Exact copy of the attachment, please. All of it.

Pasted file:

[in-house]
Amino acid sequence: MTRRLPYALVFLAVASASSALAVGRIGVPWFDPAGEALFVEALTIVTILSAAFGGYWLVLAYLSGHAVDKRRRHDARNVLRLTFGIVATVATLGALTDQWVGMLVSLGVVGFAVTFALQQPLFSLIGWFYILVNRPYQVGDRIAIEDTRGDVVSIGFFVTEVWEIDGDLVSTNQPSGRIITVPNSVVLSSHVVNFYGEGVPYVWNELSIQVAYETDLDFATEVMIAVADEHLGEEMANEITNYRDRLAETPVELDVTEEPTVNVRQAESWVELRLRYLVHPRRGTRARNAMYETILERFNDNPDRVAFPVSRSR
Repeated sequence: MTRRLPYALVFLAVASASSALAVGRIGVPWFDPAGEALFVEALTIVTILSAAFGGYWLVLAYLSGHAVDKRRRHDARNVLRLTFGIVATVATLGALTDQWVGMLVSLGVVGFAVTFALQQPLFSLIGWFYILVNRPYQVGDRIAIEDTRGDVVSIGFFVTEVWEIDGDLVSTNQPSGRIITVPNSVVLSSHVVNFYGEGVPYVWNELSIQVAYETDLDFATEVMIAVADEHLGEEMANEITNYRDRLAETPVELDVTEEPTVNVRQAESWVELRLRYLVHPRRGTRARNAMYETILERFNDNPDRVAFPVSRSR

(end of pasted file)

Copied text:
[in-house]
Amino acid sequence: MTRRLPYALVFLAVASASSALAVGRIGVPWFDPAGEALFVEALTIVTILSAAFGGYWLVLAYLSGHAVDKRRRHDARNVLRLTFGIVATVATLGALTDQWVGMLVSLGVVGFAVTFALQQPLFSLIGWFYILVNRPYQVGDRIAIEDTRGDVVSIGFFVTEVWEIDGDLVSTNQPSGRIITVPNSVVLSSHVVNFYGEGVPYVWNELSIQVAYETDLDFATEVMIAVADEHLGEEMANEITNYRDRLAETPVELDVTEEPTVNVRQAESWVELRLRYLVHPRRGTRARNAMYETILERFNDNPDRVAFPVSRSR
Repeated sequence: MTRRLPYALVFLAVASASSALAVGRIGVPWFDPAGEALFVEALTIVTILSAAFGGYWLVLAYLSGHAVDKRRRHDARNVLRLTFGIVATVATLGALTDQWVGMLVSLGVVGFAVTFALQQPLFSLIGWFYILVNRPYQVGDRIAIEDTRGDVVSIGFFVTEVWEIDGDLVSTNQPSGRIITVPNSVVLSSHVVNFYGEGVPYVWNELSIQVAYETDLDFATEVMIAVADEHLGEEMANEITNYRDRLAETPVELDVTEEPTVNVRQAESWVELRLRYLVHPRRGTRARNAMYETILERFNDNPDRVAFPVSRSR